Tuesday, 27 November 2012

Slow Poached Eggs

Of all the cookbooks I’ve leafed through in the last couple of years, ‘Momofuku’ has been one of the most inspiring. Filled with brash, no nonsense recipes lifted straight from the menu of the now almost iconic New York restaurant. Perusing what Chef and owner, David Chang self effacingly describes, as ‘Bad pseudo-fusion cuisine’ is always a rewarding pastime. Every time I look, I find something I want to try cooking for myself.

Slow poached eggs for example. A Momofuku take on a Japanese method of slow cooking an egg in its shell, the end result; being able to crack it open and have a ready-poached egg slide out. It’s frigging cool, if nothing else.

1. Fill your deepest saucepan with water and put on the hob over the lowest possible heat.

2. You need to keep the eggs from sitting on the bottom on the pan, so improvise with whatever you have to hand to achieve this, maybe a steamer rack or scrunched up foil. I used an upturned bowl.

3. Use an instant read thermometer to measure the temperature of the water. You’re looking for it to lie between 60C and 63C. If it gets too hot, add an ice-cube of cold water, it’s important it stays in this range.

4. Add your eggs and let them sit for 40-45 mins, all the while monitoring the water temperature.

Admittedly a bit of a pain in the arse to achieve, but once they’re done either use right away, or place in ice-cold water to cool, and then keep in the fridge for up to 24 hours.

If you refrigerate them, warm them under very hot water for 1 minute before using.

To serve, boldly crack the egg into a small saucer (they seem much more fragile than they actually are), discarding any loose white whilst sliding onto a serving dish.

The Momofuku application for these is to serve them in hot ramen or broth, which is probably the best use. I found the slow poached eggs as a stand-alone item, a bit insipid looking when compared against your standard poached variety, although as I mentioned previously, cracking a perfectly poached egg out of an intact shell is just so frigging cool, it’s worth all the faffing around, just for the sheer hell of it.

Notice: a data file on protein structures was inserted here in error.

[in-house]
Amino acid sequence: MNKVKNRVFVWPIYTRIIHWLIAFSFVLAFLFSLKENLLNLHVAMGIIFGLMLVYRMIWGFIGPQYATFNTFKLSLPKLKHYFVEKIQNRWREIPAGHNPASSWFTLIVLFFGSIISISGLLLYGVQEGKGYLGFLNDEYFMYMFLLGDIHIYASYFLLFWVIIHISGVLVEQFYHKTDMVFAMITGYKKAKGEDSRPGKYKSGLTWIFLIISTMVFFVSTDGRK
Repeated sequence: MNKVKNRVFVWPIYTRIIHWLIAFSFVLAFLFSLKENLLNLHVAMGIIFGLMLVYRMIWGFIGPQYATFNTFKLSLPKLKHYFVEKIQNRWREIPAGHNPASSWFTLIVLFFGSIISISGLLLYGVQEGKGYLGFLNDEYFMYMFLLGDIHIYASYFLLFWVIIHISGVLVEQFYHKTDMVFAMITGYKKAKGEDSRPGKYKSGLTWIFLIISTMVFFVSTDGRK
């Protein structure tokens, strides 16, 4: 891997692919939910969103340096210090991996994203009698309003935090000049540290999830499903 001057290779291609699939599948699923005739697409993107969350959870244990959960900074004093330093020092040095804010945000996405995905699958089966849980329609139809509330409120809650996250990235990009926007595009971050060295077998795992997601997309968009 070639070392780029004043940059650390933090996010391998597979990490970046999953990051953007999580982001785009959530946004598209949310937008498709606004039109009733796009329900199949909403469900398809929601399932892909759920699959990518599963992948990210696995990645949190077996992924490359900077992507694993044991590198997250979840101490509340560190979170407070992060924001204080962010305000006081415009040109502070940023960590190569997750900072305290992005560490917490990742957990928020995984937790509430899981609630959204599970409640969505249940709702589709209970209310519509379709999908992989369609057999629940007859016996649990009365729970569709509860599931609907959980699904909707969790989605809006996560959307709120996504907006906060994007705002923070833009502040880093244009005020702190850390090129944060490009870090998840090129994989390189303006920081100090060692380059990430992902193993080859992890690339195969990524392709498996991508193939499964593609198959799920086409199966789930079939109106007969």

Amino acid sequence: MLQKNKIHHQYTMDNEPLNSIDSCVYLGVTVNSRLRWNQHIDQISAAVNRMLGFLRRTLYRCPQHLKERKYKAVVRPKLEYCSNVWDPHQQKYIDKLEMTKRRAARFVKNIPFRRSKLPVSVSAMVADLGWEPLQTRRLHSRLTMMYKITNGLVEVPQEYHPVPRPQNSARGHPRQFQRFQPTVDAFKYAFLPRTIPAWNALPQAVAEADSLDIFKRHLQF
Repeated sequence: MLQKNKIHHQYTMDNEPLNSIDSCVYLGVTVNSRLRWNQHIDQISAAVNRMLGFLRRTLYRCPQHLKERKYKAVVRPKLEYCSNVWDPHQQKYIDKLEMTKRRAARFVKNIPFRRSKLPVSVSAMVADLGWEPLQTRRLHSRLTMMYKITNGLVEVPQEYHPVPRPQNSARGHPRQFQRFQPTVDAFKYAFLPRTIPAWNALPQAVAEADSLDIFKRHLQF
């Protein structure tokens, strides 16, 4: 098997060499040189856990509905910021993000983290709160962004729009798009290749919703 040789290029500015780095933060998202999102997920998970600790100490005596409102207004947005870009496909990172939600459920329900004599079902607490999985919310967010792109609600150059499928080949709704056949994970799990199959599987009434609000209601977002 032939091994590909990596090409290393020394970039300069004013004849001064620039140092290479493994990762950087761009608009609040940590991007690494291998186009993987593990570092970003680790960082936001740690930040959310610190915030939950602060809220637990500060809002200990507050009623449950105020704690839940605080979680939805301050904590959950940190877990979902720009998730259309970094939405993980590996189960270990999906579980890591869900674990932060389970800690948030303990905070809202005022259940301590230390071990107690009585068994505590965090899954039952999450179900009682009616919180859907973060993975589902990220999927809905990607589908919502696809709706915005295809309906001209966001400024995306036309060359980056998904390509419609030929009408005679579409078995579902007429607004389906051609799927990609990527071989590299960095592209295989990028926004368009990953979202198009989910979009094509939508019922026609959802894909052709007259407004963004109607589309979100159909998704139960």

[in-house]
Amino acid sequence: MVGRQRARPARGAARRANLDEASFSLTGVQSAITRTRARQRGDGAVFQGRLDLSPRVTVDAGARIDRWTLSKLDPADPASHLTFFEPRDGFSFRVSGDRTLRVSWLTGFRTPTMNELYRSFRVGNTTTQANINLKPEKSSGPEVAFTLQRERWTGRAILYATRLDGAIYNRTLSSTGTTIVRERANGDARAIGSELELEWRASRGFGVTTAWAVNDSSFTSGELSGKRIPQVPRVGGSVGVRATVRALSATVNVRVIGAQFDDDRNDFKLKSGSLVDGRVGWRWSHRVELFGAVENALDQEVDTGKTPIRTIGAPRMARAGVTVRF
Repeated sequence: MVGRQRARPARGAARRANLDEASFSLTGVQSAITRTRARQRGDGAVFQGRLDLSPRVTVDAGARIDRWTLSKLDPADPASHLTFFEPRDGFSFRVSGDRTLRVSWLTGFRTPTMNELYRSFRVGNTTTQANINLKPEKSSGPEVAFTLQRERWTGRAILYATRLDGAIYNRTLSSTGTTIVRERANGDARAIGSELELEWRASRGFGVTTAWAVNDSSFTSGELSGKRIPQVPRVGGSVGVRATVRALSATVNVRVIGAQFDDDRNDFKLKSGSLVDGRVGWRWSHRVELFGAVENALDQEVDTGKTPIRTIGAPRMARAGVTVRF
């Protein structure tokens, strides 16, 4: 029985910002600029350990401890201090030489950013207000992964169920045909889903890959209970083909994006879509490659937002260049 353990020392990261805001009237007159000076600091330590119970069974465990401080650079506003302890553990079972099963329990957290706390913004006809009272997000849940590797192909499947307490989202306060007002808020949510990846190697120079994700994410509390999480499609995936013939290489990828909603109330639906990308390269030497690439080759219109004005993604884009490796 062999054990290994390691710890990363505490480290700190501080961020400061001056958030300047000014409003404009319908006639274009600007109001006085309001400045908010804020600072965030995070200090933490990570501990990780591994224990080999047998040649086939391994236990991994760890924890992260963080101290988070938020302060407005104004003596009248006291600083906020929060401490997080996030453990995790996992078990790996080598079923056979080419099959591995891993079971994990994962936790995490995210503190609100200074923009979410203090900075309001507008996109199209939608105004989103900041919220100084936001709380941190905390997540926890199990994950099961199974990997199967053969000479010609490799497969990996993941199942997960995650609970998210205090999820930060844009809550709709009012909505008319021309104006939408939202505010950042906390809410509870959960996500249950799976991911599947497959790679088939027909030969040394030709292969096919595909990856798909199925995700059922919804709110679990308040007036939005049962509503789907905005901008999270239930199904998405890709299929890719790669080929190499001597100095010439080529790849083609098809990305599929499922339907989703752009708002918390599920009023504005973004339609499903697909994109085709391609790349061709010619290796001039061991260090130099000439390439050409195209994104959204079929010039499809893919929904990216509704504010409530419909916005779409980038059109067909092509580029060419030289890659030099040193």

So, a bit of a waste of time then?
Not quite. As a footnote, David Chang suggests frying a slow poached egg, 45 seconds a side, then sprinkling with salt.

Crisp fried brown edges encompassing a neat soft white egg package, which when cut, bursts open in the most lurid, porn’tastic way, positively ejaculating yellow yolk-flow alles uber da platz. Can I get a massive ‘Hell Yeah!’

Honestly – fried slow poached eggs rock my world and may well rock yours too. Waste an hour of your life and try them.


Zoë @rumandreason said...

Poached porn eggs? Am so up for that. I'm trying to work out a way to get Marmite into the equation. That might just blow my freaky little mind.

Dan said...

Zoe - Poached Porn Egg...with marmite. I like it!!

Lizzie said...

This veganism has made me miss eggs most of all. This post has almost made me cry.

Dan said...

Lizzie - What the hell with the Veganism? you? surely not.

Helen said...

I absolutely LOVED doing eggs in the sous vide. This is obviously an option if you don't have one which is cool. I also loved the way they come out of the shells like that! So bloody weird and cool. The frying thing is GENIUS. You know when you're just like, DAMN, I wish I'd thought of that...

Brays said...

We like your food and like your pictures, but language, Dan !!!

Brighton Restaurant said...

Quite nice, quite good recipe which is simple & requires a technique. Lovely, thanks for sharing !

Dan said...

Helen - Jealous as I don't have a sous vide, although I seemingly have pretty much every single other piece of cooking kit crammed into the kitchen. Totally, I wish I'd thought of it first. GENIUS

Brays - Hahahaha thanks and I know, my language...appalling.

Brighton Restaurant - Suspect this is a bit of an advertisment/spam type comment but I'll give you the benefit of the doubt. Quite.